Traffic in Metro Manila has become a gut issue, because it affects—no, defines—the quality of life of residents.
Whereas travel should only be a means to get from one place to another, it now eats up a considerable portion of motorists’ and commuters’ time such that their well-being, productivity and the quality of their relationships are compromised.
It would be good if there were an efficient public transportation system to serve the public’s needs. But the trains are a mess—there is no telling, for instance, when the MRT 3 would break down and stop, or when the LRT 1’s roofs would leak and cause people to open their umbrellas while the train is running.
Meanwhile, bus drivers are notorious for their lack of discipline and their penchant to break traffic regulation.
Amid all these, the Metropolitan Manila Development Authority is hard pressed for solutions on how best to minimize the traffic mess that plagues its residents not only during the start and the end of the week, or during rush hours, but every day and at practically any hour.
It has, for instance, come up with the High-Occupancy Vehicle scheme, which had its dry run Wednesday.
The scheme bans on Edsa, Metro Manila’s main thoroughfare, vehicles with just the driver occupying them. The prohibition holds during rush hours.
On the first day, some 3,000 motorists were caught for not having companions in their vehicles. MMDA general manager Jose Arturo Garcia insists there was an improvement in traffic.
But motorists are up in arms, saying the proposal is impractical, discriminatory and hardly a solution to the real problem. We agree. Over social media it has inspired widely circulated jokes and memes.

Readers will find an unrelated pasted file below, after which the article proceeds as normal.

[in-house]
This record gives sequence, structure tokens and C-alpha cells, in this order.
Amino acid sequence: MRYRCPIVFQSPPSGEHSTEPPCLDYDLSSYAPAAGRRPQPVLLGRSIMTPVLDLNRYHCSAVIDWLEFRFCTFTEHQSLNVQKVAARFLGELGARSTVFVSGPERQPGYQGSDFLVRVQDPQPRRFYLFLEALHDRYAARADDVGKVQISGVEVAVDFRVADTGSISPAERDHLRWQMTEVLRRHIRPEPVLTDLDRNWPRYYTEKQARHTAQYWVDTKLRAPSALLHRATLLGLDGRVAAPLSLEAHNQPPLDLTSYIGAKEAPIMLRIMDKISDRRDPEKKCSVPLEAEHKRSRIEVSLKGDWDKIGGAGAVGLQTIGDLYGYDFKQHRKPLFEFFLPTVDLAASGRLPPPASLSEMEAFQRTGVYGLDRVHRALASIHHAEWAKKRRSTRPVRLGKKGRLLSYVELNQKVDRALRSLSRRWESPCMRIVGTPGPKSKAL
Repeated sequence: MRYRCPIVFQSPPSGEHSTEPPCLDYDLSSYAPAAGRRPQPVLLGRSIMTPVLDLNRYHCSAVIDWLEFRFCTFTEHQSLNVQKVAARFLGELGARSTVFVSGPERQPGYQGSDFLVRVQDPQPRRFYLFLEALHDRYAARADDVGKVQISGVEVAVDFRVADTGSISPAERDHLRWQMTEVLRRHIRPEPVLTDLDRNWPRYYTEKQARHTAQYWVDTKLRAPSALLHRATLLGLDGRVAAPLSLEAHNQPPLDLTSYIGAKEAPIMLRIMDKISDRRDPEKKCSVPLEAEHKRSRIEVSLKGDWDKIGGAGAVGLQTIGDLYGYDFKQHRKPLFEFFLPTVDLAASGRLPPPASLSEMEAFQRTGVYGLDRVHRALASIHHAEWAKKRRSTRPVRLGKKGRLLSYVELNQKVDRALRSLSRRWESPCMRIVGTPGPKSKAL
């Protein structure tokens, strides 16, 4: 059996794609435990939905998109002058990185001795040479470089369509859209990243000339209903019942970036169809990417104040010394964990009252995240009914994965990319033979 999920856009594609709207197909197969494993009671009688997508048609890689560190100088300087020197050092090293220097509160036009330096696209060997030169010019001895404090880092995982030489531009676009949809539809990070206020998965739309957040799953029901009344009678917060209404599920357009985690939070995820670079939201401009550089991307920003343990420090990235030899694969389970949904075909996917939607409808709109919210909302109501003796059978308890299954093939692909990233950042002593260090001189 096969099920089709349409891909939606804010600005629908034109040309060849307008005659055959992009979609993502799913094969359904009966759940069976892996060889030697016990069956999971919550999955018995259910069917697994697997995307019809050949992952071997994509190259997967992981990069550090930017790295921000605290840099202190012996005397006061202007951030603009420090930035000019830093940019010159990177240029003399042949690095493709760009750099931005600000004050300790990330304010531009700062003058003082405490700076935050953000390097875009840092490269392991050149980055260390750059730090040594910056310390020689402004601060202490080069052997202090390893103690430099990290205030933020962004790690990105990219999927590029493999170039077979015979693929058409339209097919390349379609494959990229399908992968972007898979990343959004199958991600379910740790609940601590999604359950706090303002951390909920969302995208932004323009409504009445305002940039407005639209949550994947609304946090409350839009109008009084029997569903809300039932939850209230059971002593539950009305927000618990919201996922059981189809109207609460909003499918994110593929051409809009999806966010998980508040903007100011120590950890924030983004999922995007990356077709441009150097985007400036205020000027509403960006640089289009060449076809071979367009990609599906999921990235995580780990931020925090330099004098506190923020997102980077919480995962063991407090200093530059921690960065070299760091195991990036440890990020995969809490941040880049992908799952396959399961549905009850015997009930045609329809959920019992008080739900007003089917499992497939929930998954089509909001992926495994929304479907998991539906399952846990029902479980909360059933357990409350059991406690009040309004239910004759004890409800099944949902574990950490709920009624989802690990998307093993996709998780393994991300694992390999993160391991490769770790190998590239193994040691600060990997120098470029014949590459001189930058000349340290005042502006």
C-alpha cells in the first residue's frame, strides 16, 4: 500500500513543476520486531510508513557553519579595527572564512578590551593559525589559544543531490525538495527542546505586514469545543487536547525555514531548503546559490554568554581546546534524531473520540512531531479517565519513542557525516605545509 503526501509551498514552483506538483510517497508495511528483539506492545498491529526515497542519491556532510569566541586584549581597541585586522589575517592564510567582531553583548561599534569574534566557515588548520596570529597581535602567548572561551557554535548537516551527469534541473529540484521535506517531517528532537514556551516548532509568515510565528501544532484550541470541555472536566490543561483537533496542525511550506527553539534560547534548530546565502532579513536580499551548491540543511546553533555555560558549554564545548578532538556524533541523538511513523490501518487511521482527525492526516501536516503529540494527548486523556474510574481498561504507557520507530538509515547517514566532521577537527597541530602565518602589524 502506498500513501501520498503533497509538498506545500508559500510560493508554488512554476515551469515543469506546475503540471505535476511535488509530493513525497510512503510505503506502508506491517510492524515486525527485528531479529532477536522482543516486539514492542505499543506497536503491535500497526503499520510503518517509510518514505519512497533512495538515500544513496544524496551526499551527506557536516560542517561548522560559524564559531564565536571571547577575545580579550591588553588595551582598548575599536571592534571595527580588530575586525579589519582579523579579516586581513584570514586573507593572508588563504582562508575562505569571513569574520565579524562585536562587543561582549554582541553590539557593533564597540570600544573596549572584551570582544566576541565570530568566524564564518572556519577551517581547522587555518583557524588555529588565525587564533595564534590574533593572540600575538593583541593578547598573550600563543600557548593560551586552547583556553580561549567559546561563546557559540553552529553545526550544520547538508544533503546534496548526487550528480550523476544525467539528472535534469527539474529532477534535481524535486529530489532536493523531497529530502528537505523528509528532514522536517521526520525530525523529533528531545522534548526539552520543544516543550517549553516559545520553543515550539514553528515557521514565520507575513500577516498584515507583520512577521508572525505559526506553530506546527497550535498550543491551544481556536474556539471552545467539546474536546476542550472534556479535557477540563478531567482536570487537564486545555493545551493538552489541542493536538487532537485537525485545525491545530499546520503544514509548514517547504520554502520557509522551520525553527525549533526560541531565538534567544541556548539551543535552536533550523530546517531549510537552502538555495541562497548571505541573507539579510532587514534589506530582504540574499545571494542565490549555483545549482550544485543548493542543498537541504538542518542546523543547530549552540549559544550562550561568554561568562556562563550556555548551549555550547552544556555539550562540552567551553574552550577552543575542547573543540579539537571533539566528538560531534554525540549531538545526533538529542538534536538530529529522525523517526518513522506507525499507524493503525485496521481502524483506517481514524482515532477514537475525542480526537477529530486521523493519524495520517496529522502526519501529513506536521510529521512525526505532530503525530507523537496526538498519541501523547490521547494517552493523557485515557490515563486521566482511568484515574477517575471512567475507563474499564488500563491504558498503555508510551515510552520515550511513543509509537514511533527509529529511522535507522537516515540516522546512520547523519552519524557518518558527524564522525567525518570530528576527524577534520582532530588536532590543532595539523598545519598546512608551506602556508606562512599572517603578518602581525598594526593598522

The Senate denounced the scheme and said no consultations were done before it was implemented. Senator Ralph Recto said the scheme merely “shoo[ed] cars from the main artery to minor roads not wide enough to handle the surge in volume.”
Many other suggestions to ease traffic have been made, in varying degrees of practicability and sense. The MMDA cannot act on its own, however. Its proposals must be done in consultation and planning with local governments and with other agencies whose scope covers the roots of the problem—poor public transportation, high volume of new vehicles sold every year, poor road quality and the lack of good alternate routes.
“A developed country is not a place where the poor have cars. It’s where the rich use public transportation,” said Colombian politician Gustavo Petro. We agree, but we also acknowledge such a thing is not close to happening where we are. In the meantime, we struggle to have a respectable quality of life, not because of, but despite, the traffic situation that has confounded our leaders across several administrations.
Then again, the desperation does not give the MMDA license to come up with just any solution—especially silly ones like the HOV scheme.